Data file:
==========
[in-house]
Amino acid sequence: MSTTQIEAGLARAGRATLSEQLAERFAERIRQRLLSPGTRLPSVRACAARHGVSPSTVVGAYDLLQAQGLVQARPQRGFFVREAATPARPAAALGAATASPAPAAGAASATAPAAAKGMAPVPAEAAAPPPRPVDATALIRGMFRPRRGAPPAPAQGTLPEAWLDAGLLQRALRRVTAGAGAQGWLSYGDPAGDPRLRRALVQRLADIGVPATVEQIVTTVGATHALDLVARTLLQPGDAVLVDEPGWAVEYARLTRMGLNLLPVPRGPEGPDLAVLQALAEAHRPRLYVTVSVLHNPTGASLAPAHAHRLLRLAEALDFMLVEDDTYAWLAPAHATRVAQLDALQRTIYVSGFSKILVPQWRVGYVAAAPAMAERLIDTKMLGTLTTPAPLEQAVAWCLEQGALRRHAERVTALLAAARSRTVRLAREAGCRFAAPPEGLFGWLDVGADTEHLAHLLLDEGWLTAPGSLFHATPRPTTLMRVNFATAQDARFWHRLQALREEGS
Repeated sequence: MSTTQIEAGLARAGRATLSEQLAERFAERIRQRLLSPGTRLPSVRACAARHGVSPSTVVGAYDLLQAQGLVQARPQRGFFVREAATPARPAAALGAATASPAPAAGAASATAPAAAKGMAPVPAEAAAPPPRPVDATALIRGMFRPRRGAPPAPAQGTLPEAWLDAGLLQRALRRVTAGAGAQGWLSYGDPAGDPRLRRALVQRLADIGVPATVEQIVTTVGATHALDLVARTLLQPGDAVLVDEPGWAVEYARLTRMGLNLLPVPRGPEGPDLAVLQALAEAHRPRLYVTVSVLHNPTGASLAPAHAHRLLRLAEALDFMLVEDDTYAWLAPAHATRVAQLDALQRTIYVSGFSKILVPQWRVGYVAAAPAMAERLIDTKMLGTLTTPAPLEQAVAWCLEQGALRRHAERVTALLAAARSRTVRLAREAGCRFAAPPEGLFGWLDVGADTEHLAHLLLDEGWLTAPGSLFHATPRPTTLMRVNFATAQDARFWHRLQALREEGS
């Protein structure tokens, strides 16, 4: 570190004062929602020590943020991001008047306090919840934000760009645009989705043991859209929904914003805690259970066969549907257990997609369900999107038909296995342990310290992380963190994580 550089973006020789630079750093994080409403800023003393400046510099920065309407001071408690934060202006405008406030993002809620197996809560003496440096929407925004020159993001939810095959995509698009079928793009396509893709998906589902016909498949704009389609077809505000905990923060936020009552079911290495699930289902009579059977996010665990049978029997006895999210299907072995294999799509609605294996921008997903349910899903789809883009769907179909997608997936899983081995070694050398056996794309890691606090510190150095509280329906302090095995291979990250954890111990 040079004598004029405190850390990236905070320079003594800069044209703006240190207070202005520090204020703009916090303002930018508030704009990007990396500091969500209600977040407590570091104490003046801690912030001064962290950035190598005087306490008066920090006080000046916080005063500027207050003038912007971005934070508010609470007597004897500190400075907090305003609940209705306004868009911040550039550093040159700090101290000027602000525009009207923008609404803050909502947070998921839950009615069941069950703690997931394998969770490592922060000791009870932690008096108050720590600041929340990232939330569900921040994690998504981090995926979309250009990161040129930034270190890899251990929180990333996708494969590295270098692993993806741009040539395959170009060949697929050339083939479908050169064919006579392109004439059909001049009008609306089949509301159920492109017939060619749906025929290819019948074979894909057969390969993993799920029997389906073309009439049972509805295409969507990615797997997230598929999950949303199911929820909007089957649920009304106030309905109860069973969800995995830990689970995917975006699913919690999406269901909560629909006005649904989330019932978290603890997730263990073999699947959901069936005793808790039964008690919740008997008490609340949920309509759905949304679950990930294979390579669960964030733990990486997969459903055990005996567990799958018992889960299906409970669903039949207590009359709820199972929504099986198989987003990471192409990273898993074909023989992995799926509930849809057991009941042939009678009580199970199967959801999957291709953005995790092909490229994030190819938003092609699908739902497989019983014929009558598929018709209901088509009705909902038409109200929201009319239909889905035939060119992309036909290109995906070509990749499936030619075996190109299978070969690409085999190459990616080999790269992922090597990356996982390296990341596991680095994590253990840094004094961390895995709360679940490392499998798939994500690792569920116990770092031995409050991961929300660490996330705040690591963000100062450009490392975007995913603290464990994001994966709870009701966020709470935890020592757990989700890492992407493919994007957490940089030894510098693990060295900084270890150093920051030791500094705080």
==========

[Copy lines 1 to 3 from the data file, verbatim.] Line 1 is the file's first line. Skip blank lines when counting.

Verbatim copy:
[in-house]
Amino acid sequence: MSTTQIEAGLARAGRATLSEQLAERFAERIRQRLLSPGTRLPSVRACAARHGVSPSTVVGAYDLLQAQGLVQARPQRGFFVREAATPARPAAALGAATASPAPAAGAASATAPAAAKGMAPVPAEAAAPPPRPVDATALIRGMFRPRRGAPPAPAQGTLPEAWLDAGLLQRALRRVTAGAGAQGWLSYGDPAGDPRLRRALVQRLADIGVPATVEQIVTTVGATHALDLVARTLLQPGDAVLVDEPGWAVEYARLTRMGLNLLPVPRGPEGPDLAVLQALAEAHRPRLYVTVSVLHNPTGASLAPAHAHRLLRLAEALDFMLVEDDTYAWLAPAHATRVAQLDALQRTIYVSGFSKILVPQWRVGYVAAAPAMAERLIDTKMLGTLTTPAPLEQAVAWCLEQGALRRHAERVTALLAAARSRTVRLAREAGCRFAAPPEGLFGWLDVGADTEHLAHLLLDEGWLTAPGSLFHATPRPTTLMRVNFATAQDARFWHRLQALREEGS
Repeated sequence: MSTTQIEAGLARAGRATLSEQLAERFAERIRQRLLSPGTRLPSVRACAARHGVSPSTVVGAYDLLQAQGLVQARPQRGFFVREAATPARPAAALGAATASPAPAAGAASATAPAAAKGMAPVPAEAAAPPPRPVDATALIRGMFRPRRGAPPAPAQGTLPEAWLDAGLLQRALRRVTAGAGAQGWLSYGDPAGDPRLRRALVQRLADIGVPATVEQIVTTVGATHALDLVARTLLQPGDAVLVDEPGWAVEYARLTRMGLNLLPVPRGPEGPDLAVLQALAEAHRPRLYVTVSVLHNPTGASLAPAHAHRLLRLAEALDFMLVEDDTYAWLAPAHATRVAQLDALQRTIYVSGFSKILVPQWRVGYVAAAPAMAERLIDTKMLGTLTTPAPLEQAVAWCLEQGALRRHAERVTALLAAARSRTVRLAREAGCRFAAPPEGLFGWLDVGADTEHLAHLLLDEGWLTAPGSLFHATPRPTTLMRVNFATAQDARFWHRLQALREEGS